FEATURES
By Lou Cedrone and Lou Cedrone,Evening Sun Staff | March 14, 1991
"GRAND HOTEL," the musical in its last weekend at th Morris A. Mechanic Theatre, is remarkably faithful to the 1932 film on which it is based.The film version, a classic, was the blockbuster of its day. It was big in every way -- in story and production -- and above all, it had star power.Greta Garbo, John Barrymore, Joan Crawford, Wallace Beery, Lionel Barrymore, Lewis Stone and Jean Hersholt were in the cast. John Barrymore almost didn't make it. Garbo, still hoping to salvage the career of her ex-lover, John Gilbert,When the film opened in Baltimore at the Auditorium (later, the Mayfair)
FEATURES
By J. Wynn Rousuck | March 5, 1991
"I live in the Grand Hotel," jokes Mark Baker, the Cumberland-born actor who plays the dying bookkeeper in the touring company of "Grand Hotel," currently at the Mechanic Theatre.The vivacious, curly-haired actor isn't entirely kidding -- because he's constantly on tour, the hotel he's most familiar with is the one on stage.But there's another reason "Grand Hotel" feels like home; in a sense this tour represents a theatrical homecoming. Four years ago, the 44-year-old Mr. Baker stepped out of the limelight and resettled in Cumberland.
FEATURES
By J. Wynn Rousuck | February 21, 1991
The scene is Berlin, 1928, Grand Hotel. It's the most expensive hotel in Europe, a place of luxury on the fringes of morality, where love and death dance a sinuous tango and everything is beautiful -- for a price.The musical that director-choreographer Tommy Tune has fashioned out of Vicki Baum's novel -- also the source of the 1932 Academy Award-winning movie -- checked into the Mechanic Theatre last night.Sometimes sentimental, but never mawkish, the production is the equal of its Broadway counterpart, with the exception of a few uneven performances.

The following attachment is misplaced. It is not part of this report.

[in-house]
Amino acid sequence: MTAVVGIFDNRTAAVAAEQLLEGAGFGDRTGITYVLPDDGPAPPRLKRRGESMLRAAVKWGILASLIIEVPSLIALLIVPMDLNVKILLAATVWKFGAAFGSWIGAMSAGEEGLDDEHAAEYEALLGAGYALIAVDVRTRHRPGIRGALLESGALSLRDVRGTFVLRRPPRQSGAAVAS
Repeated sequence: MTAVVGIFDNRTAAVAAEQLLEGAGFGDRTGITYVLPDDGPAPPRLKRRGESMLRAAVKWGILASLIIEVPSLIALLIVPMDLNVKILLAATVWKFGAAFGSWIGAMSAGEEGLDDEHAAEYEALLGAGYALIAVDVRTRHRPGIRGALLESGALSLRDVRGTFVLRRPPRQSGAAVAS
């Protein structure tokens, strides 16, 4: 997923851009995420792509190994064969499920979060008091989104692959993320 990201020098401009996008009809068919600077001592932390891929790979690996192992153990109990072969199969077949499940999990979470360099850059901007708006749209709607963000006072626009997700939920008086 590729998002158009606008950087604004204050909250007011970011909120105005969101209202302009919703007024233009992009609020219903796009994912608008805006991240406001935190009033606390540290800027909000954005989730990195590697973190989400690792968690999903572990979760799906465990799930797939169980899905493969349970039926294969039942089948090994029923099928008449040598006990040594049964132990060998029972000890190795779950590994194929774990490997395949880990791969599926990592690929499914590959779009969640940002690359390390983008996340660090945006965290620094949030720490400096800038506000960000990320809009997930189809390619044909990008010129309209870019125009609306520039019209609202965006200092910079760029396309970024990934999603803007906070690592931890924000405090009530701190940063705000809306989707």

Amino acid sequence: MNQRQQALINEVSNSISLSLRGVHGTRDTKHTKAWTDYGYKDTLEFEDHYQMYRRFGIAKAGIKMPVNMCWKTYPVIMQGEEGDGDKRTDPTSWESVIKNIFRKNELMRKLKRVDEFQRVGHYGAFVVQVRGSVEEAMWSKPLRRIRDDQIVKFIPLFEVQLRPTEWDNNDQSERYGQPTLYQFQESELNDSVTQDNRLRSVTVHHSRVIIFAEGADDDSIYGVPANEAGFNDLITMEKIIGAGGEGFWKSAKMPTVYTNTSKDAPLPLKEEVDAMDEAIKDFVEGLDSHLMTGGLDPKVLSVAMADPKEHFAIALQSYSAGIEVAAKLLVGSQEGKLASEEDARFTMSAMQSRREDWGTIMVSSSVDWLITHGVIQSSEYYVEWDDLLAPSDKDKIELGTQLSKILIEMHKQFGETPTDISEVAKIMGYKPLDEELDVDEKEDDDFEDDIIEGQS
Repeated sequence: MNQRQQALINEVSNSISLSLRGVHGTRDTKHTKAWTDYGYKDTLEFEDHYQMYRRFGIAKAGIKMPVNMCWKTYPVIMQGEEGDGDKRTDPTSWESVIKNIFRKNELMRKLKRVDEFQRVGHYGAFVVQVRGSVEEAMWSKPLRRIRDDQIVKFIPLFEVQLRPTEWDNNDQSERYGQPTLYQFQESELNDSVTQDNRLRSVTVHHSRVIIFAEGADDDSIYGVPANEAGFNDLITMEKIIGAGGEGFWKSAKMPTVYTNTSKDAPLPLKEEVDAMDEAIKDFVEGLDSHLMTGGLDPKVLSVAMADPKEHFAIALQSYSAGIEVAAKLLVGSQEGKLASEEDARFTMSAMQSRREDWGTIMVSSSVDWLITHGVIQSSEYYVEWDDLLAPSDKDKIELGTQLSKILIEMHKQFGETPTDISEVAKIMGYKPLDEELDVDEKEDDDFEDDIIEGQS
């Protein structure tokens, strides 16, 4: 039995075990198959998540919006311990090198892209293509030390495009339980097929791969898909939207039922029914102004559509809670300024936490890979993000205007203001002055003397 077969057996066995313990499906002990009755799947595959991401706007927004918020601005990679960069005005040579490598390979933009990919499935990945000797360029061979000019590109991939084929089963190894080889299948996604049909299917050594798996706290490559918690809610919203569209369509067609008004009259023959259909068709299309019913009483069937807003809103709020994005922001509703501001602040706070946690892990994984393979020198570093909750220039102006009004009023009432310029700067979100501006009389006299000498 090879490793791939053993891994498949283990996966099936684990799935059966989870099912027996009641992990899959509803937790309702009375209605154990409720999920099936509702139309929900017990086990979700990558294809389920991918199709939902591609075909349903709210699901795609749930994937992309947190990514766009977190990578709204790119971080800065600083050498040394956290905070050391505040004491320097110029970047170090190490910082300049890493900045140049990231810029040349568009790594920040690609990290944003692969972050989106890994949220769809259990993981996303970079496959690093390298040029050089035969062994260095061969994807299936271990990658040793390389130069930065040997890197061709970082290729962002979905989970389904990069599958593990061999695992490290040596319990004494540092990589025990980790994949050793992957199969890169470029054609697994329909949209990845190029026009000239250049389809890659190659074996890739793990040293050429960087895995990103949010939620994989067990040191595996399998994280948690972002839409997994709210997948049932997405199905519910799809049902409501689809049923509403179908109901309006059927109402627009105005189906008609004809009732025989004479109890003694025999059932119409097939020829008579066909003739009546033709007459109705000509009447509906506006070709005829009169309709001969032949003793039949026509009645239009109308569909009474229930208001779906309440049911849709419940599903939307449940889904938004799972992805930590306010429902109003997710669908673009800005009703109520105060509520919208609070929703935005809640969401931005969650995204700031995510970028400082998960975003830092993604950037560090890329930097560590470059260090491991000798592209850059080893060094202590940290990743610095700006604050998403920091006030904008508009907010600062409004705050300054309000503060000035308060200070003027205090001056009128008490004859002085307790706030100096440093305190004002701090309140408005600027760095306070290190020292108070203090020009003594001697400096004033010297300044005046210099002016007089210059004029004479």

FEATURES
By Jean Allen and Jean Allen,SUN-SENTINEL, SOUTH FLORIDA | January 11, 1998
Years ago, when we lived in the Midwest, we spent a weekend at the Grand Hotel on Mackinac Island in Michigan. It was our first stay at a resort hotel, and we remember it as being very posh and elegant and the island as an old-fashioned place with no motor traffic.The Grand was not new even then, so I suppose it is no longer so grand and we would be disappointed if we went back, although we talk about doing so. Can you tell us anything about the hotel and the island as they are today?You wouldn't be disappointed.
FEATURES
By Frederick N. Rasmussen and Frederick N. Rasmussen,SUN STAFF | June 5, 1999
In a scene from Vicki Baum's potboiler novel "Grand Hotel" played out in the 1932 MGM classic film of the same name, actor Lewis Stone looks out over the crowded hotel lobby filled with the comings and goings of Greta Garbo, John and Lionel Barrymore, Joan Crawford and Jean Hersholt and wryly mutters, "Grand Hotel ... people come ... people go ... nothing ever happens." Unlike the fictional Grand Hotel, something is sure to happen soon at Baltimore's Southern Hotel, the long-shuttered 14-story "Queen of Light Street" that opened for business in 1918 and closed its doors in 1964.